You know what’s silly? The idea that you shouldn’t get a tattoo because the picture will sag and soften with age. I mean, it will—that much is true. But so will the rest of you. You’ll wrinkle and pucker and get spider veins. You’ll go soft and wobbly, and you’ll shrivel like a prune. You’ll have grey hairs and dark spots and knobbly joints—also, scars and calluses, and bags under your eyes—and somehow, you’re meant to be bothered by a patch of faded ink?
As lifetime commitments go, tattoos are like…laser eye surgery. You get it, and it’s brilliant. Exciting, sort of thing. You can see, and you couldn’t before. You go round rubbernecking like a tourist, thrilling to dewdrops and blades of grass. You marvel…and then you don’t. You stop noticing the details, even the ones that aren’t so commonplace, the ones that ought to stop you in your tracks. You pass by birds’ nests and flowering bushes. You ignore skeleton leaves. You register them, but you don’t see them, and maybe you never will, again. Not the way you did, when your eyes were new.
Tattoos are like that. I got one when I was fifteen—well, two, actually, but one’s on the back of my neck. I only see it in photos. The other’s on my foot, and I’m sure I see that every day…but I can’t remember the last time I noticed it. It’s precisely the sort of thing one would expect to regret—an ugly jailhouse scrawl, pricked on in someone’s basement—but, twenty-five years later, I’d still call it ten bucks well-spent.
It was a nice afternoon, that. I was meant to be in school, but we caught a ride to Thorold, me and five of my friends. They all smoked pot. I got a tattoo, because I don’t smoke. After that, we sat by the pond, passing a bottle of voddy round the circle. I only pretended to drink, on my turns, held it up to my lips and kept my teeth clenched. It was too good a day to be drunk, one of those sunny September ones, where it still feels like summer. There were turtles in the pond, sleeping on their log. Someone put a waterbug down my neck. I walked two miles to find a payphone, so I could tell Mother I was tutoring, and stay out even later.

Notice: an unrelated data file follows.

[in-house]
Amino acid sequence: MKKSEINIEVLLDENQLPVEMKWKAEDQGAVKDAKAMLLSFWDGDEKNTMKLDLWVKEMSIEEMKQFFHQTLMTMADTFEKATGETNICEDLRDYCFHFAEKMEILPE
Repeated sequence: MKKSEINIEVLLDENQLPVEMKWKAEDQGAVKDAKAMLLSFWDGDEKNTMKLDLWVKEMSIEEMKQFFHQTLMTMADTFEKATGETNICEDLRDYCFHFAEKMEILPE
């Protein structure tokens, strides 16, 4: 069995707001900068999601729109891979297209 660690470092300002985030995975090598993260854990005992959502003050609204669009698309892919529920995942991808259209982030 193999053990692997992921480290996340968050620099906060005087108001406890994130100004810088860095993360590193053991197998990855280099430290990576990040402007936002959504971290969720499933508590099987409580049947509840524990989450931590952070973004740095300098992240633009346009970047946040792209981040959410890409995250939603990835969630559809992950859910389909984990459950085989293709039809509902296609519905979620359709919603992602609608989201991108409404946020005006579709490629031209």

We didn’t really do much, just sat out talking till the shadows got long. I could’ve not got a tattoo, and still done that. But maybe I wouldn’t remember so well, if there hadn’t been blood seeping through my sock. Everyone kept wanting to see it, kept calling it badass. I never got to be badass. It was fun, just that once, being the kid who really crossed the line—like your mom’s gonna kill you, crossed the line.
(She didn’t. My mother, I mean. She didn’t notice till I was well into my twenties.)
Anyway, get a tattoo; don’t get a tattoo—by the time you’re old enough to wish you hadn’t, you’ll have way worse regrets.